The City of Saskatoon has developed a Master Plan outlining their ideas for the future of the Saskatoon Forestry Farm Park and Zoo. The Plan pays a lot of attention to services (i.e. parking) and a shared vision (botanical, zoological, heritage, and recreation), but there is little information about how they intend to develop a world-class zoo in the 21st century.

Zoos are very popular and they generate a lot of money so they are unlikely to cease to exist any time soon. But there are ways in which zoos could be improved to promote animal welfare, environmental education, and human/animal interaction. 


Animal Welfare
“Zoos that support efforts to improve sub-standard zoos, zoos that take on non-breeding or old animals (often because no one else will), zoos that join forces with animal welfare groups to rescue animals, zoos that refuse to hold certain species and zoos that speak out against unethical and immoral welfare practices – these compassionate zoos should be the future.”

Zoos need to focus on individual animal welfare. Don’t break up friends and families by moving them from zoo to zoo. Don’t treat wildlife as breeding machines, expected to breed on demand. Stop unnecessary killing of animals simply because they are surplus to requirements.

Some animals do not do well in captivity (the most intelligent animals or large ones that need space to roam) and don’t belong in a zoo.

By working hand in hand with wildlife rehabilitation organizations, zoos can serve as a refuge for rehabilitated wildlife. Whether it’s an eagle that can no longer fly or an orphaned bear cub that cannot be returned to the wild, these animals can be a wonderful introduction to the amazing diversity of local wildlife.

More and more, zoo visitors can observe wildlife in large, naturalistic enclosures. But, “as night falls and the facilities need to be cleaned, the animals are commonly led into small concrete holding areas.” This can lead to negative changes in behaviour and should be stopped.

pygmy mouse

Pro-Environmental Behaviour
The world-class zoo or aquarium of the 21st century will not consider itself to have an effective education programme simply because it displays graphics for visitors. . . . In order to be outstanding, conservation education programmes must inspire people to change their attitudes and behaviour to benefit wildlife and their habitats.” 

Zoos tend to house charismatic animals with big eyes, cuddly fur, and high profiles. Less attractive animals are under-represented. Instead, zoos could shift to smaller animals, such as reptiles and amphibians. “Exotic insects like the Madagascar hissing cockroach could teach visitors how dynamic ecologies work and still let young people encounter animal life up close. An emphasis on endangered amphibians like the Panamanian golden frog would allow for a wide-ranging set of exhibits on the vulnerability of delicate ecosystems around the world.”

Graphic displays should move beyond informing visitors of biological facts or the loss of biodiversity to actively promoting pro-environmental behaviour. This could include linking problems with human actions and providing comparisons between human and non-human behaviour.

Zoos could skip the Noah’s Ark approach by housing a larger population of a smaller number of species from a specific geographical area. Grouping animals from a specific environment to show how they interact would emphasize the importance of conserving habitats rather than individual species.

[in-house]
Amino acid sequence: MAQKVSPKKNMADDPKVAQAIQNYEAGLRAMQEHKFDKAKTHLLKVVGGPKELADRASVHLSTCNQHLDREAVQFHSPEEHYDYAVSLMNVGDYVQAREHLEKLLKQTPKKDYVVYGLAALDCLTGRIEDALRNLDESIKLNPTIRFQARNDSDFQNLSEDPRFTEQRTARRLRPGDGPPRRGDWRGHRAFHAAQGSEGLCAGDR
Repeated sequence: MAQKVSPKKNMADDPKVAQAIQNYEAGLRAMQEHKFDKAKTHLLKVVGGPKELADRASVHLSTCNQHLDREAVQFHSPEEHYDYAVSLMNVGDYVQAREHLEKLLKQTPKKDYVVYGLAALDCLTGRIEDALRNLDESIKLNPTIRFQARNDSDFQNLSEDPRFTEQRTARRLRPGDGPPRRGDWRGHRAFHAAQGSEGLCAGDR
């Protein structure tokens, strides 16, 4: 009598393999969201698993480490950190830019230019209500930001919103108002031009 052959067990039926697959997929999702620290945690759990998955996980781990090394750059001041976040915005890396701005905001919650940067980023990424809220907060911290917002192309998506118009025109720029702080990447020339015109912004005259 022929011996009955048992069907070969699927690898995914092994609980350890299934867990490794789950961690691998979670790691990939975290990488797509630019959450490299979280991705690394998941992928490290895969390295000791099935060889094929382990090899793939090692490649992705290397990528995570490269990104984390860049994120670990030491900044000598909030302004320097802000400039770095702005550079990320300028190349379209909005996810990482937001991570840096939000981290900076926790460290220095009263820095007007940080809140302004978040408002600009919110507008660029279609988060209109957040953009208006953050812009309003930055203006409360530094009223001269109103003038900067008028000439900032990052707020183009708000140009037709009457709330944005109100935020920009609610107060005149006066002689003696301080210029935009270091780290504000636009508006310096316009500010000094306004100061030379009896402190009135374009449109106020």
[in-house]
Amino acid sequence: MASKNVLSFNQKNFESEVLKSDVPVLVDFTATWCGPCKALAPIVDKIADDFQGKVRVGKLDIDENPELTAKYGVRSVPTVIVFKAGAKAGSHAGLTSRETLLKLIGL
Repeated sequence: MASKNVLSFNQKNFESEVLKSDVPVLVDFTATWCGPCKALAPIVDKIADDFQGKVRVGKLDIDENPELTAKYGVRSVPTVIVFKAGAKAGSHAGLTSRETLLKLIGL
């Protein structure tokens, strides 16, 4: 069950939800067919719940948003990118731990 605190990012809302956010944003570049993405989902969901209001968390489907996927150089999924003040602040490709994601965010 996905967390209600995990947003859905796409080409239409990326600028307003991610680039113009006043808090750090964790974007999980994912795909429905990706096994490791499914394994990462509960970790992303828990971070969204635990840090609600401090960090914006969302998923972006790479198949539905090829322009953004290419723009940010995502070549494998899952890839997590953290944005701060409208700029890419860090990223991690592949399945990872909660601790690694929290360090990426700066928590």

Galapagos turtle
Turtle Sanctuary, Ajaccio, Corsica

Enhanced Human/Animal Interaction
“Zoos should move forward in developing a social movement for conservation. They can effectively drive social innovation in the relationship between humans and animals by bringing new voices to conservation and connecting humans to the ultimate responsibility we have to care for our planet.” 

Zoos are often the only place where urban children encounter living animals. As such, it’s important to demonstrate healthy animal behaviours and avoid the mixed messages conveyed by petting zoos and horse-drawn carriages.

Visitor behaviour can have an effect on the wildlife. “Noisy visitors and larger groups will have a larger impact than solitary quiet visitors. Visitors that offer food, eat and smoke around enclosures will also have a negative impact on animal behaviour.” Visual barriers and sound-absorbing materials are two of the ways that enclosures can be designed to protect the animals.

Further Information:
Can a More Compassionate Zoo Improve Animal Welfare
Characteristics of a World-Class Zoo or Aquarium in the 21st Century
Different Views on How to Make Zoos More Resident-Friendly
Expert Offers Suggestions on Improving Zoos and Aquariums
Fostering a New Relationship Between Humans and Nature
How to Make Zoos Happier Places 
How to Save Zoos? Focus on Education, Conservation
Zoos Aren’t Victorian-era Throwbacks: They’re Important in Saving Species

poison dart frog

Tuesday 1 January 2019

New Year's Day Special

red river hog

“Keep some room in your heart for the unimaginable.” Mary Oliver 

We’re welcoming in 2019 with some new ideas.

What if . . . 

Your home was also an urban farm?

Your bike commute powered your neighbourhood?

You planted 5-10-100 trees a year for the rest of your life?

Your city was lit by glowing trees or squid-powered light bulbs?

There were more bees than humans in your city?

We heated buildings with heat pumps in our parks?

“People say nothing is impossible, but I do nothing every day.” Winnie the Pooh, A. A. Milne

You can follow EcoFriendly Sask by liking us on Facebook, following us on Twitter, or by email (top right corner).

A full list of upcoming events can be found on the EcoFriendly Sask Calendar